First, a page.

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Overcoming the Fear of Aging

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Aging is part of daily living, yet many men and women from their fifties to seventies are fearful of their approaching maturity. Many choose to ignore the issue; others cope by plunging into hyper-activity, filling every minute of every day, to prove that they are still part of the young set. Some just give up, listlessly going through the days, fearing the unknown future. Aging doesn’t mean the good life is over. The key to enjoying maturity is to plan for it; to stay active, positive, keep learning, and pursuing projects we never had time for.

I asked a number of mature men and women “What is your greatest fear of aging”? Three issues were mentioned most often:

Fear One: “My savings won’t last.” Economic worries topped the list, probably influenced by the current horrific downturn in the economy that affected many mature citizens especially hard. “Suddenly we see our nest egg shrink or disappear, and we worry, who will take care of us? What if we get sick?”

Action: Plan early! Start planning for the future as early as you can and adjust your goals if the unexpected happens. But focusing on your financial health is not enough. What are you doing now to stay healthy so you can avoid possible illness later in life? Planning starts with a clear understanding of what our assets are, and what it costs to maintain our lifestyle. Many people require the help of a retirement expert to help them plan. In some cases a trusted friend or family member with appropriate expertise can help. It’s up to you, however, to give them good information. Hoping things will work out is a risk no one can afford.

Fear Two: “I’m becoming more and more isolated as friends and family members pass away.” Or, “My kids moved far away. Many of my friends are gone. I often feel so alone. How will I be able to manage if something happens to me?"

Action: Relying solely on the friends we’ve known for years is risky. No matter what your age, forming new relationships with people younger or older is important. Make friends by mentoring others; share your skills or expertise. Become a joiner! From cooking clubs and walking groups to book circles and history buffs--join any group representing your interests and offering contact with others. Make an effort building a deep friendship with at least one person in your life (maybe a lady or man friend), so when the chips are down you know you can count on each other no matter what.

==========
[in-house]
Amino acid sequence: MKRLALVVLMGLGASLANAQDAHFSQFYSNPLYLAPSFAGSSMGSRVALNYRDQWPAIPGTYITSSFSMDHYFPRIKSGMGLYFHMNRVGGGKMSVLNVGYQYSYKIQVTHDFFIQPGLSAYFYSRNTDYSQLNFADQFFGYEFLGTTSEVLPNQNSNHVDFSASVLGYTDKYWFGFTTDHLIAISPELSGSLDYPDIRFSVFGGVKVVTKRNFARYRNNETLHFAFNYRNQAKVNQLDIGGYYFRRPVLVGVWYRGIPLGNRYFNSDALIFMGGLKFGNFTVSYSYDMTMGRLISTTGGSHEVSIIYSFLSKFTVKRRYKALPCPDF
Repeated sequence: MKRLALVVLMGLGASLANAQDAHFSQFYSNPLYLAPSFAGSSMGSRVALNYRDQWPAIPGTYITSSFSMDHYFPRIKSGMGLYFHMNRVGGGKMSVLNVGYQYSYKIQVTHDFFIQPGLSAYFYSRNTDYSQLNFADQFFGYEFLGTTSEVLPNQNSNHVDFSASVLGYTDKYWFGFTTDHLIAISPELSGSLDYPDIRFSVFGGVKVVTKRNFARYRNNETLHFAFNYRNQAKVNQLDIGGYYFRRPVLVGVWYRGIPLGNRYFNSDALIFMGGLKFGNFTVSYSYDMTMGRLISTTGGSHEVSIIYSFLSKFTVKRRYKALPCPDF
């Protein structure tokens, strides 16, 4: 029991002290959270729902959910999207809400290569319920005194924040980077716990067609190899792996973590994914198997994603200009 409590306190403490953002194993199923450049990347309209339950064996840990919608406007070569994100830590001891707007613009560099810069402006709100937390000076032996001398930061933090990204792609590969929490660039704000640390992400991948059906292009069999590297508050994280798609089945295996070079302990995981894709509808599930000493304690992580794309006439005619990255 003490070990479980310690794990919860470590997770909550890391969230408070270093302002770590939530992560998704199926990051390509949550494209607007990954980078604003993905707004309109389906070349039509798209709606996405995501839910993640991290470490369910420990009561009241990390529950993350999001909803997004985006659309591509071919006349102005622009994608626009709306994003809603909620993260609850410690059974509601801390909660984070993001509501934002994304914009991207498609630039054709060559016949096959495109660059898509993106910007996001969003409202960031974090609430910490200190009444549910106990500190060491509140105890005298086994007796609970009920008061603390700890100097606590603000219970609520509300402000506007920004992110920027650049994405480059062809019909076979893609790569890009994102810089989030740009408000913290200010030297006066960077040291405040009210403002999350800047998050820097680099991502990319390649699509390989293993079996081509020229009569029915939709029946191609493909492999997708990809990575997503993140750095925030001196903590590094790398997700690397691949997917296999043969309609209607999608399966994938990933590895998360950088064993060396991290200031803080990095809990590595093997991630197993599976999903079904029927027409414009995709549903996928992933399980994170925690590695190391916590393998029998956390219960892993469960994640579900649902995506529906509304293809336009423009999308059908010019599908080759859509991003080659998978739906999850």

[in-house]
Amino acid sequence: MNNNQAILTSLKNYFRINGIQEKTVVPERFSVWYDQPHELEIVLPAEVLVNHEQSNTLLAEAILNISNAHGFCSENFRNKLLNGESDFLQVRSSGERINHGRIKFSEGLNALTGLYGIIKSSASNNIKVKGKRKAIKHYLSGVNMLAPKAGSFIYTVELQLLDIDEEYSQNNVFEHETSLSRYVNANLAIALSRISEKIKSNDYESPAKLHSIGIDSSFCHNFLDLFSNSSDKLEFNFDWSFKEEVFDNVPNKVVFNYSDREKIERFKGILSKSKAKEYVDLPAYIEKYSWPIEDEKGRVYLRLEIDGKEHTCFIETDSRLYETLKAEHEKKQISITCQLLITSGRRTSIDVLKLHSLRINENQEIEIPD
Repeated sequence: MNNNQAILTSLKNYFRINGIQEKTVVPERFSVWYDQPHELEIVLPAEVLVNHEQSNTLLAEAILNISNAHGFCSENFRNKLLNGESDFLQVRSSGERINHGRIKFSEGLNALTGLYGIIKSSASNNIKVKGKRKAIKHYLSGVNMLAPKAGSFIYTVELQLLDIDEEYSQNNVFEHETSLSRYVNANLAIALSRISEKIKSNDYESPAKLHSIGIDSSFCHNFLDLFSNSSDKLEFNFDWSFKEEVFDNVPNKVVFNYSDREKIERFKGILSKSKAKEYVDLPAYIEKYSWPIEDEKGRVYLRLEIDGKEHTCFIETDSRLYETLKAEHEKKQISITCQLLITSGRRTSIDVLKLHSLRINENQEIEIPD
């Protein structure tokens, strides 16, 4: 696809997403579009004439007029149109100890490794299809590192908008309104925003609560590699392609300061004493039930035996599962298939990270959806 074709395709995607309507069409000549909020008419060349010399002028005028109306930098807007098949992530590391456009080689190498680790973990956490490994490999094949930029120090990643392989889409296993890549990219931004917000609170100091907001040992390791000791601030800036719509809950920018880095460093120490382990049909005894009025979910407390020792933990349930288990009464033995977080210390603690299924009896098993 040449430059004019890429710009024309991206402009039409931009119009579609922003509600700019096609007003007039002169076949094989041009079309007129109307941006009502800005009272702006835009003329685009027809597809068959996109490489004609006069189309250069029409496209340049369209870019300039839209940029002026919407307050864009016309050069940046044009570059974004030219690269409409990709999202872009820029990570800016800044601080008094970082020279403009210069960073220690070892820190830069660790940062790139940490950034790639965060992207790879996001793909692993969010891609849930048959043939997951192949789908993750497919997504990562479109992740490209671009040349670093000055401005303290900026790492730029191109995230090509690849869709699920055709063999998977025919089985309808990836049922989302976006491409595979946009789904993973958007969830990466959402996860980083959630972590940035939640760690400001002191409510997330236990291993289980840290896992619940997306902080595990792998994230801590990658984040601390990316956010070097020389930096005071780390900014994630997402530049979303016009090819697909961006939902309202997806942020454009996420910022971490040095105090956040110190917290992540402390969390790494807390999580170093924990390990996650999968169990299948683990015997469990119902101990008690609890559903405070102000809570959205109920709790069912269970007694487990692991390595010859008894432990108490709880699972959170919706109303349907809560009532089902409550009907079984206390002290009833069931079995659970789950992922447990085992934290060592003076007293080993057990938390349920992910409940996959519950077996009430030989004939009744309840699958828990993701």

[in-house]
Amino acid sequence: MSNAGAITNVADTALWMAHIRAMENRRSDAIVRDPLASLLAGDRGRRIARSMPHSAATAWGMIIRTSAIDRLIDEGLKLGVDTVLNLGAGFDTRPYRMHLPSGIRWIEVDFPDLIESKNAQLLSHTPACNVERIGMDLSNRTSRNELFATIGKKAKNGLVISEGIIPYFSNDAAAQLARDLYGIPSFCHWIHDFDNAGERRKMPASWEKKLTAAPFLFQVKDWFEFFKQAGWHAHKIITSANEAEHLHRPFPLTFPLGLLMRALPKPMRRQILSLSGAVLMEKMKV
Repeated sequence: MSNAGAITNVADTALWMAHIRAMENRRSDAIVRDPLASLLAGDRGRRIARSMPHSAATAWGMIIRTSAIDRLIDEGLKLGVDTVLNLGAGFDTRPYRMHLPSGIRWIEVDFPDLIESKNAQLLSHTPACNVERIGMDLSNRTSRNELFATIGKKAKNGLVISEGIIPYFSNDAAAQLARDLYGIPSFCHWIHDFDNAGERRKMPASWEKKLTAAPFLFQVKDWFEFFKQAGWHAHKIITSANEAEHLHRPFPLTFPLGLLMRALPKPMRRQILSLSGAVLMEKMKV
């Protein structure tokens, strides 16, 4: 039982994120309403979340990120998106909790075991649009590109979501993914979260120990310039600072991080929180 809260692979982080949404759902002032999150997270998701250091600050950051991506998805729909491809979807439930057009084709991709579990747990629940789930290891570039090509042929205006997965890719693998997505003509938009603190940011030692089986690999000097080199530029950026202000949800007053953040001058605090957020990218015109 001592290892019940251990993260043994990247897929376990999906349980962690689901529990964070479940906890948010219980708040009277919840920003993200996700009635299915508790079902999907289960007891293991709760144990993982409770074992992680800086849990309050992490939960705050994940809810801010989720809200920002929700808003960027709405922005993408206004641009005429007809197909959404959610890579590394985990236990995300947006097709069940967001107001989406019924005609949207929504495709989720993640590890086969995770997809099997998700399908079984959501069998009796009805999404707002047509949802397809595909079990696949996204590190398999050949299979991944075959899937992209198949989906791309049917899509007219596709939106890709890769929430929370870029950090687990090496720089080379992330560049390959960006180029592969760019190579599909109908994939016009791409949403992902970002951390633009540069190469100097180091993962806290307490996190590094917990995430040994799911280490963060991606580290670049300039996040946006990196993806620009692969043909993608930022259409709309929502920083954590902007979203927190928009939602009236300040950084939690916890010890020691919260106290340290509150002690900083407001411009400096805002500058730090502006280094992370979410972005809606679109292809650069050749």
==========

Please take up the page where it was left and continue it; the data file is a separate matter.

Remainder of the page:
Fear Three: "It’s hard enough to face losing my looks, my energy or physical functions, but I'm also terrified of losing my independence and becoming a burden."

Solution: You can do something to protect your health, your energy and your vital functions from this moment on. Preserving these precious assets has a lot, but not all, to do with your past and current lifestyle. Yes, our health deteriorates somewhat as we age. But if we follow a healthy diet, exercise daily, and make an effort to be active, stay in touch, and keep challenging our minds, the later chapters of our lives can be exciting. Even at the age of 100, new neural connections form in the brain when it is challenged. Being happy means accepting our age. Our value and beauty comes with a lifetime of learning and being. Our humanity counts, not our wrinkles. When we enjoy who we are, others will want to enjoy our specialness.

Edited by Alison Stanton

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We value and respect our HERWriters' experiences, but everyone is different. Many of our writers are speaking from personal experience, and what's worked for them may not work for you. Their articles are not a substitute for medical advice, although we hope you can gain knowledge from their insight.

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